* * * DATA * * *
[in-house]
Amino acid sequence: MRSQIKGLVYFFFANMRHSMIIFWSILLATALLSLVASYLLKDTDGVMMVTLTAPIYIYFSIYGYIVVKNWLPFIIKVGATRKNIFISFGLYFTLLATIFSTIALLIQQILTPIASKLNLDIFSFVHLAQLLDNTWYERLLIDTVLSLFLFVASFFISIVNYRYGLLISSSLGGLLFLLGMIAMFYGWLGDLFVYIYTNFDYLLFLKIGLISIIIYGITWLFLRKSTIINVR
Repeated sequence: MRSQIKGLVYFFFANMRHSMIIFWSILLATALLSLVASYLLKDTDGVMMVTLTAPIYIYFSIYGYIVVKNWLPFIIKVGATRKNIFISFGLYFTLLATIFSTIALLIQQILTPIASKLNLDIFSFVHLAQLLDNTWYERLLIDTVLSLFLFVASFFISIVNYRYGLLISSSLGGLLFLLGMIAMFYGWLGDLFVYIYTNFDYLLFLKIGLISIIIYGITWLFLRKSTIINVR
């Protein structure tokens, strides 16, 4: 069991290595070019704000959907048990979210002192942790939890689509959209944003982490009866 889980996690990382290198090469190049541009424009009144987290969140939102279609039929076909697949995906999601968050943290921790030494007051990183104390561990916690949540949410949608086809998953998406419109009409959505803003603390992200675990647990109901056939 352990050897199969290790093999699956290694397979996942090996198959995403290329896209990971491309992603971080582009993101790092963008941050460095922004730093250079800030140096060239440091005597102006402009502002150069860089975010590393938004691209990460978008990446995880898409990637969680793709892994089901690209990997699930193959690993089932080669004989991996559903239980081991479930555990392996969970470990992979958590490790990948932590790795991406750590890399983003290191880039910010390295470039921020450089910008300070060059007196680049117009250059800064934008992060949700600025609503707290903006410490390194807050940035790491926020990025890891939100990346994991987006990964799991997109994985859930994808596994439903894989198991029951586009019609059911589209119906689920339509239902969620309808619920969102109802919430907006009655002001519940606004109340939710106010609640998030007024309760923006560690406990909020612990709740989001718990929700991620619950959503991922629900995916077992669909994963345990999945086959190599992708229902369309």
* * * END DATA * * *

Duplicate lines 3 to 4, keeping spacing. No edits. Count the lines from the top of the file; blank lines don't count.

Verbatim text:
Repeated sequence: MRSQIKGLVYFFFANMRHSMIIFWSILLATALLSLVASYLLKDTDGVMMVTLTAPIYIYFSIYGYIVVKNWLPFIIKVGATRKNIFISFGLYFTLLATIFSTIALLIQQILTPIASKLNLDIFSFVHLAQLLDNTWYERLLIDTVLSLFLFVASFFISIVNYRYGLLISSSLGGLLFLLGMIAMFYGWLGDLFVYIYTNFDYLLFLKIGLISIIIYGITWLFLRKSTIINVR
């Protein structure tokens, strides 16, 4: 069991290595070019704000959907048990979210002192942790939890689509959209944003982490009866 889980996690990382290198090469190049541009424009009144987290969140939102279609039929076909697949995906999601968050943290921790030494007051990183104390561990916690949540949410949608086809998953998406419109009409959505803003603390992200675990647990109901056939 352990050897199969290790093999699956290694397979996942090996198959995403290329896209990971491309992603971080582009993101790092963008941050460095922004730093250079800030140096060239440091005597102006402009502002150069860089975010590393938004691209990460978008990446995880898409990637969680793709892994089901690209990997699930193959690993089932080669004989991996559903239980081991479930555990392996969970470990992979958590490790990948932590790795991406750590890399983003290191880039910010390295470039921020450089910008300070060059007196680049117009250059800064934008992060949700600025609503707290903006410490390194807050940035790491926020990025890891939100990346994991987006990964799991997109994985859930994808596994439903894989198991029951586009019609059911589209119906689920339509239902969620309808619920969102109802919430907006009655002001519940606004109340939710106010609640998030007024309760923006560690406990909020612990709740989001718990929700991620619950959503991922629900995916077992669909994963345990999945086959190599992708229902369309």